In the late 1400s in Nuremberg, Germany, two brothers, Albrecht and Albert, grew up wanting to be artists. They came from a very large family of more than a dozen siblings, and their father was a goldsmith. Although their family was relatively well-off by the standards of that day, their parents could not afford to send both of them to study art. So as the brothers grew older, Albert told his brother, “Albrecht, I want you to go and study to be an artist. You have an amazing talent, and I know you will draw and paint many beautiful works. I’m going to work in order to pay for your studies.”
“How? What will you do?” asked his younger brother.
“I’ll work in the mines if I have to,” Albert said. “Your talent is so great that I’ll do whatever it takes to see it come to fruition.”
So at the age of about fifteen, Albrecht left his family home to study as the apprentice of a great artist of their day, Michael Wolgemut. After his apprenticeship, he traveled to other places in Europe, including Italy, which was the center of the renaissance taking place in art. From the beginning, Albrecht’s talent was recognized by teachers and critics alike. All who saw his work couldn’t believe how good he was. His gift with pencil, ink, woodcuts, and paint emerged in every piece he created.
After several years, Albrecht returned home to Nuremberg. When he came home, his father threw him a feast for everything he had done and to show how proud they were of him. And where had his brother Albert been all this time? Down in the mines, grinding away so that Albrecht could fulfill his dream. Albert was serving a dream bigger than himself.
Midway through the feast, Albrecht got up to make a toast to his brother. With his voice trembling with emotion, Albrecht toasted his brother and thanked him for his sacrifice. He thanked him for going down in that mine for him so that Albrecht could go out and fulfill his dream. Albrecht concluded by saying, “For your great gift of service, Albert, I am now going to go down in the mine so you can go to art school and fulfill your dream.”
Albert got up, tears in his eyes, and thanked his brother for the gesture. Then he said, “Brother, look at my hands.” He held them up for all to see. His hands were worn, broken, calloused. There was no way he could go off to art school and do anything because his hands were in such terrible shape. He couldn’t even hold a pencil or paintbrush.
So Albrecht became determined to draw and paint enough for the both of them. He continued his career and left dozens of beautiful works, many of them that are on display in churches. However, he is probably best known for a sketch he did as part of a three-piece panel in a church. The sketch shows two hands clasped in prayer.
Albrecht wanted to honor his brother, and so he powerfully and poignantly captured the sacrifice Albert had made for him in the rough-hewn beauty of this drawing known simply as Praying Hands.
Although there are various versions with unknown sources of this story, this is the version I like to share at the beginning of each season and ask our players, our staff, and our coaches a series of simple questions: Would you go down in the mine for a loved one? Would you go down in the mine for a sick child? Would you go down in the mine for your coworker? Would you go down in the mine for a family member?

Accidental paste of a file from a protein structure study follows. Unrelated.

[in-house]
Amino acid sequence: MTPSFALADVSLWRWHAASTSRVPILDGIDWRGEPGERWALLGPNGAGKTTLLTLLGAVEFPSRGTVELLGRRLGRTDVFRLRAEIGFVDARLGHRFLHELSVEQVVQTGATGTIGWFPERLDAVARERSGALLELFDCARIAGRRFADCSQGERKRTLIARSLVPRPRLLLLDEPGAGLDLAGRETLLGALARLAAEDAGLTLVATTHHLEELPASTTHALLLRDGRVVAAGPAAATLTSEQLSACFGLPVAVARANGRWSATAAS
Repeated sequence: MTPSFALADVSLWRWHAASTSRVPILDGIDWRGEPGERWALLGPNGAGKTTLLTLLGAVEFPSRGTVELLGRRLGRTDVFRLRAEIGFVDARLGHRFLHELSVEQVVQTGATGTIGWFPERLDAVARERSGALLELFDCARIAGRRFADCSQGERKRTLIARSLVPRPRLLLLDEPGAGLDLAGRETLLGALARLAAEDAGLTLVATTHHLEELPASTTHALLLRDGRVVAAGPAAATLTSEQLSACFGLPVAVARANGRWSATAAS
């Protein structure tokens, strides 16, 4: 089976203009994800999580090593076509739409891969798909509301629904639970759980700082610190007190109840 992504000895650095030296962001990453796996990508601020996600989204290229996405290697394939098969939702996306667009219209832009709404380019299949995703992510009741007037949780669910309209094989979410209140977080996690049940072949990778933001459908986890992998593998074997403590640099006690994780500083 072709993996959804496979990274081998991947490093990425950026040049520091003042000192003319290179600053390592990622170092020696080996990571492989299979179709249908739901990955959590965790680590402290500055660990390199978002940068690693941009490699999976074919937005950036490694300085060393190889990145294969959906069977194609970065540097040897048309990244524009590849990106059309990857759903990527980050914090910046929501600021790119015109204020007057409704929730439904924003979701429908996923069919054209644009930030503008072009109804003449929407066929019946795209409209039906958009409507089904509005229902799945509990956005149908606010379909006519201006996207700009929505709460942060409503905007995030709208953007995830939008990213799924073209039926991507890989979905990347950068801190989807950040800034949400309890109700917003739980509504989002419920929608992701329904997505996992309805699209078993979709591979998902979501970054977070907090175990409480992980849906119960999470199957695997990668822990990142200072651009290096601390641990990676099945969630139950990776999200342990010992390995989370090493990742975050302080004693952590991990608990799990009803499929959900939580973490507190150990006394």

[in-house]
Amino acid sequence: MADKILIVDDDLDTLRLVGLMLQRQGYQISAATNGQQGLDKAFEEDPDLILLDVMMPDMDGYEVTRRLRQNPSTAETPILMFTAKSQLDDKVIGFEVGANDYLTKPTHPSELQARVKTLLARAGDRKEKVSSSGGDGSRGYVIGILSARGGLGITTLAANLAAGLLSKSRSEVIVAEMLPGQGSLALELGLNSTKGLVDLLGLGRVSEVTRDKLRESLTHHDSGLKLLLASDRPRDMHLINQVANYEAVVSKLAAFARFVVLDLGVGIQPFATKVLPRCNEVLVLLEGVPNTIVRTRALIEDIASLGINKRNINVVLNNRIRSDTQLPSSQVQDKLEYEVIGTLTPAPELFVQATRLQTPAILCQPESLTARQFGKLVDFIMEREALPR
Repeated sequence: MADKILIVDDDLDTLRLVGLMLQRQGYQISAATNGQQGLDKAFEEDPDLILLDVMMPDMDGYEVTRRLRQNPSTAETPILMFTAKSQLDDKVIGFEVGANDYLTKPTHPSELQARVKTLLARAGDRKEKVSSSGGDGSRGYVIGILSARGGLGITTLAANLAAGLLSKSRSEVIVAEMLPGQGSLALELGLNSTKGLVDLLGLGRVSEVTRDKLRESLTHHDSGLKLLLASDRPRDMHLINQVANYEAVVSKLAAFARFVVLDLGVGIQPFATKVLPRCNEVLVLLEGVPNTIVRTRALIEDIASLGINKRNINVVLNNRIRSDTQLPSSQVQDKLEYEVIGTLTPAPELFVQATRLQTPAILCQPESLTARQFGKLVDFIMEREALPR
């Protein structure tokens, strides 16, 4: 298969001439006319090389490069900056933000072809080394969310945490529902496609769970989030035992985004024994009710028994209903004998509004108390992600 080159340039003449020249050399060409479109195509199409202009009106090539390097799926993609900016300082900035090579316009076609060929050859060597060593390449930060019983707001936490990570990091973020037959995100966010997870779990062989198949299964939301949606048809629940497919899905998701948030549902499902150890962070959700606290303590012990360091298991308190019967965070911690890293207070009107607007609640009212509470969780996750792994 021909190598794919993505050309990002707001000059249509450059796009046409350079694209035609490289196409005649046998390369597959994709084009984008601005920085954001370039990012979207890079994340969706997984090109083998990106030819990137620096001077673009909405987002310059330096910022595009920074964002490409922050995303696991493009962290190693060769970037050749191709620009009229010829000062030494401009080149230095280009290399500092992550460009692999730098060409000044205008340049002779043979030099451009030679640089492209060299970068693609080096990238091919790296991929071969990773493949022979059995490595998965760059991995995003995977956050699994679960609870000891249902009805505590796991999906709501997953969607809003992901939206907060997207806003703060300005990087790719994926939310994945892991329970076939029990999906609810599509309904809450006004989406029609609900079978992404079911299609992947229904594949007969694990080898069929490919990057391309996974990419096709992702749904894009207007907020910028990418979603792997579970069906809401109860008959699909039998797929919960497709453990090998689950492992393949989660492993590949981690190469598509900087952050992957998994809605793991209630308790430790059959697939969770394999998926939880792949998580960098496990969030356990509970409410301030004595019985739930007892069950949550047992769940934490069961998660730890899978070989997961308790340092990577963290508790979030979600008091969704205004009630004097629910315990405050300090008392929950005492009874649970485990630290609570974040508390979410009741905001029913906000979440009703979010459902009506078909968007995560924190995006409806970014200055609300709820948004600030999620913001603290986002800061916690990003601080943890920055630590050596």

For somebody who’s hurting? To fulfill someone else’s dream?
Regardless of the position they play, they all buy in to the same level of sacrifice.
They have faith in one another and in the sacrifices of time, energy, strength, and emotional intensity they’re investing. They want to pay the price to be part of something bigger than themselves.
What is faith? Faith is believing in something you can’t see. Right now we can’t see a cure for cancer, not literally in front of us. But the vision is there, and countless teams of individuals — doctors and nurses, scientists and researchers — are living the vision. They see a day in the not-so-distant future when we will live in a cancer-free world. The CHUCKSTRONG campaign has raised almost two million dollars in the fight against cancer. We just have to keep living the vision and grinding away for the victory — one play at a time, one day at a time.
This is the battle we’re all called to fight. Life takes us out of the game, and suddenly we’re sidelined. For me, it was the fight against cancer; for our team, it was the fight to make it to the playoffs. But this same process of perseverance can help you face whatever impossible challenge you might be facing. No matter how great the odds seem that are stacked against you, it’s never too late to put hope in action. You just have to take life as it comes, doing the next thing and then the next. Never be afraid to ask for help and to accept the support you’re given. Give it everything you’ve got, and trust God for the outcome. Remember, your condition does not determine your position. You must understand your condition but focus on your positive position – to hope, to love, to serve. YOU WILL! YOU CAN! YOU MUST! YOU HAVE NO CHOICE. BY ANY MEANS NECESSARY. YOU WILL OVERCOME.
Watch the Video for Sidelined, Available June 24:
Excerpted with permission from Sidelined by Chuck Pagano, copyright Zondervan, 2014.
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Have life challenges left you sidelined? Do you know someone who has sacrificed for your dreams? How have Chuck’s encouraging words helped you today? We’d love to hear from you on our blog! ~ Devotionals Daily